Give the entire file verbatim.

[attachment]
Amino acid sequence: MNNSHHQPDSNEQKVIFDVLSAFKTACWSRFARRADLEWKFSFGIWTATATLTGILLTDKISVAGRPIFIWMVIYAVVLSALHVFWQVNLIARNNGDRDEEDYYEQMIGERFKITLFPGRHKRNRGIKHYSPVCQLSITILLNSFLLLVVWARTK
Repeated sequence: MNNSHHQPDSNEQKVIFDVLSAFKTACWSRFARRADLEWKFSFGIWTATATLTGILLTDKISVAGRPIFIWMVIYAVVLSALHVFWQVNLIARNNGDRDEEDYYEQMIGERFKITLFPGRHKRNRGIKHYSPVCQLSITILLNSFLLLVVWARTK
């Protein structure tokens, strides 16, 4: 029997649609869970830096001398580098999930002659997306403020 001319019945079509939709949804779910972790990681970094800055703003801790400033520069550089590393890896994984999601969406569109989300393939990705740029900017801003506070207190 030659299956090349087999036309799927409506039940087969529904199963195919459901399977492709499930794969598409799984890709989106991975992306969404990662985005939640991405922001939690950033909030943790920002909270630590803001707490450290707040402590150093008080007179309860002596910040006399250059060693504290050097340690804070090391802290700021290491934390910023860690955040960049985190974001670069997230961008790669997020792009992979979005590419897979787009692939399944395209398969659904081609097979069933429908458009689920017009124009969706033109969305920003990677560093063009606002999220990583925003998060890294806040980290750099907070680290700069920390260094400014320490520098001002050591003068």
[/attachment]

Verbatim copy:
Amino acid sequence: MNNSHHQPDSNEQKVIFDVLSAFKTACWSRFARRADLEWKFSFGIWTATATLTGILLTDKISVAGRPIFIWMVIYAVVLSALHVFWQVNLIARNNGDRDEEDYYEQMIGERFKITLFPGRHKRNRGIKHYSPVCQLSITILLNSFLLLVVWARTK
Repeated sequence: MNNSHHQPDSNEQKVIFDVLSAFKTACWSRFARRADLEWKFSFGIWTATATLTGILLTDKISVAGRPIFIWMVIYAVVLSALHVFWQVNLIARNNGDRDEEDYYEQMIGERFKITLFPGRHKRNRGIKHYSPVCQLSITILLNSFLLLVVWARTK
């Protein structure tokens, strides 16, 4: 029997649609869970830096001398580098999930002659997306403020 001319019945079509939709949804779910972790990681970094800055703003801790400033520069550089590393890896994984999601969406569109989300393939990705740029900017801003506070207190 030659299956090349087999036309799927409506039940087969529904199963195919459901399977492709499930794969598409799984890709989106991975992306969404990662985005939640991405922001939690950033909030943790920002909270630590803001707490450290707040402590150093008080007179309860002596910040006399250059060693504290050097340690804070090391802290700021290491934390910023860690955040960049985190974001670069997230961008790669997020792009992979979005590419897979787009692939399944395209398969659904081609097979069933429908458009689920017009124009969706033109969305920003990677560093063009606002999220990583925003998060890294806040980290750099907070680290700069920390260094400014320490520098001002050591003068």